Having made sure that Metropolis Software wasn’t getting anyhere with their own Witcher (the studio led by Adrian Chmielarz and Grzegorz Miechowski wanted to adapt the books ever since 1997) and having transfered the equivalent of roughly $4,000 to Sapkowski’s bank account, CD Projekt RED managed to secure its further existence. The PC port of Baldur’s Gate: Dark Alliance was suddenly renamed The Witcher. The team, led by Zielinski at the time, was able to resume work, and several months later – in 2002 – they presented a working demo, which was taken on a tour around Europe in hopes of tempting some significant publisher to enter a cooperation. And that’s the demo we’ve got our hands on – or rather its newer, slightly modified build to be precise (although still an alpha).
When the witcher hacked and slashed
Well then, how does it feel to play a 15-year-old Witcher game? Comparing screenshots from both titles and noticing many similarities in things like camera work or visuals, one could fall under the wrong impression that this ancient Witcher was – just like Baldur’s Gate: Dark Alliance – a dynamic arcade game. Nothing of that sort. The Polish developer refrained from simply translating gamepad controls to keyboard + mouse combo, discarding manual attacks or jumps from the mechanics. Instead, the character was controlled just like in the original Baldur’s Gate – both movement and combat were reduced to executing single left mouse button clicks and observing the effects. To introduce some variety, we could also use the right mouse button to cast a magic sign (the only one featured in the demo was an overpowered Igni). At least that’s how it looks in the demo we tested.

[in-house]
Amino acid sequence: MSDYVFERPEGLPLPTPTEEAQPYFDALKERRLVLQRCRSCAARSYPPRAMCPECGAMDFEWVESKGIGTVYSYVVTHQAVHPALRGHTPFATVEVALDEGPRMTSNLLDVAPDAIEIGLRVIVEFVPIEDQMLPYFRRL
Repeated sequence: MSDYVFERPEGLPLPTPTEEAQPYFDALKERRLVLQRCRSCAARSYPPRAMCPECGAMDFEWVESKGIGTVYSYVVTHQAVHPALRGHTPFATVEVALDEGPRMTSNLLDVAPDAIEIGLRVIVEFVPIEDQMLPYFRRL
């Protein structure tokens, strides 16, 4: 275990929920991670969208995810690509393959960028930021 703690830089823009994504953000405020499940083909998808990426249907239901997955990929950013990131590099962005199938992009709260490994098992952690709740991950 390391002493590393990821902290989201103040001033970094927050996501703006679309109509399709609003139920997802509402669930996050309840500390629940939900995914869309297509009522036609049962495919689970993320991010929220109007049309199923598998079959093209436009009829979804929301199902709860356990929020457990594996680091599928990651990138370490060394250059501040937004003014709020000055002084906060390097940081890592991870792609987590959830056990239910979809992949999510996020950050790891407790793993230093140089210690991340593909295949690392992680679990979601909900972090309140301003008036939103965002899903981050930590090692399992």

The visuals also give off a false impression of connecting the proto-Witcher with its Baldur origins. Interplay wasn’t kind enough to share with the REDs either the game engine or any kind of developer tools used by Snowblind, the creators of Dark Alliance. The Poles had to resort to Calaris IC, a technology created by Sebastian Zielinski for the shooter game Mortyr. It enabled them to render rather impressive visuals – at least for 2003 – including such bells and whistles as volumetric light rays, trees shaking in the wind, or waves forming around a character wading through water (the last effect was taken straight from BG:DA though). The future was to show that it was this advanced game engine that would become the final nail to the coffin of the would-be first Witcher... But let’s not get ahead of facts; we’ll get back to this in a moment.
Despite its unsual, hardly engaging controls, in almost every other aspect The Witcher from 15 years ago looked like a model representative of the hack’n’slash genre – or, if your prefer, a typical action RPG. The gameplay focused on combat. The locations were linear (though sometimes offering several alternative paths to follow), and the protagonist moved from point A to point B while killing dozens of bandits and monsters. What needs to be noted here is the fact that it had negligible character progression mechanics – the demo includes a scarce few character stats, the equipment is rudimentary, and character skills or atributes to increase are nowhere to be found.